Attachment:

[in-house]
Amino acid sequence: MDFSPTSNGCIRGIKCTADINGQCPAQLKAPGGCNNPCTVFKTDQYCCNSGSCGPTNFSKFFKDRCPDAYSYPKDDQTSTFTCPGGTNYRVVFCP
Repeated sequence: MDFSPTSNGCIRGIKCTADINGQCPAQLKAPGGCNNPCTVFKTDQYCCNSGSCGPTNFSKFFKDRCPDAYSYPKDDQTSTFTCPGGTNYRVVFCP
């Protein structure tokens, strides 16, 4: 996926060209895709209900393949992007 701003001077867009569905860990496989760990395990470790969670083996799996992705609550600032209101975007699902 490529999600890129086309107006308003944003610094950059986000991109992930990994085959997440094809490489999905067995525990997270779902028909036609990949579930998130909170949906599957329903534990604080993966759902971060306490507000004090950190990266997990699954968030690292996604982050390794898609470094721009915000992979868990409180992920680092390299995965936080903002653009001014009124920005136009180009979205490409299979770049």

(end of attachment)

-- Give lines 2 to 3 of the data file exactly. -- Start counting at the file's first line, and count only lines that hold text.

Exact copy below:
Amino acid sequence: MDFSPTSNGCIRGIKCTADINGQCPAQLKAPGGCNNPCTVFKTDQYCCNSGSCGPTNFSKFFKDRCPDAYSYPKDDQTSTFTCPGGTNYRVVFCP
Repeated sequence: MDFSPTSNGCIRGIKCTADINGQCPAQLKAPGGCNNPCTVFKTDQYCCNSGSCGPTNFSKFFKDRCPDAYSYPKDDQTSTFTCPGGTNYRVVFCP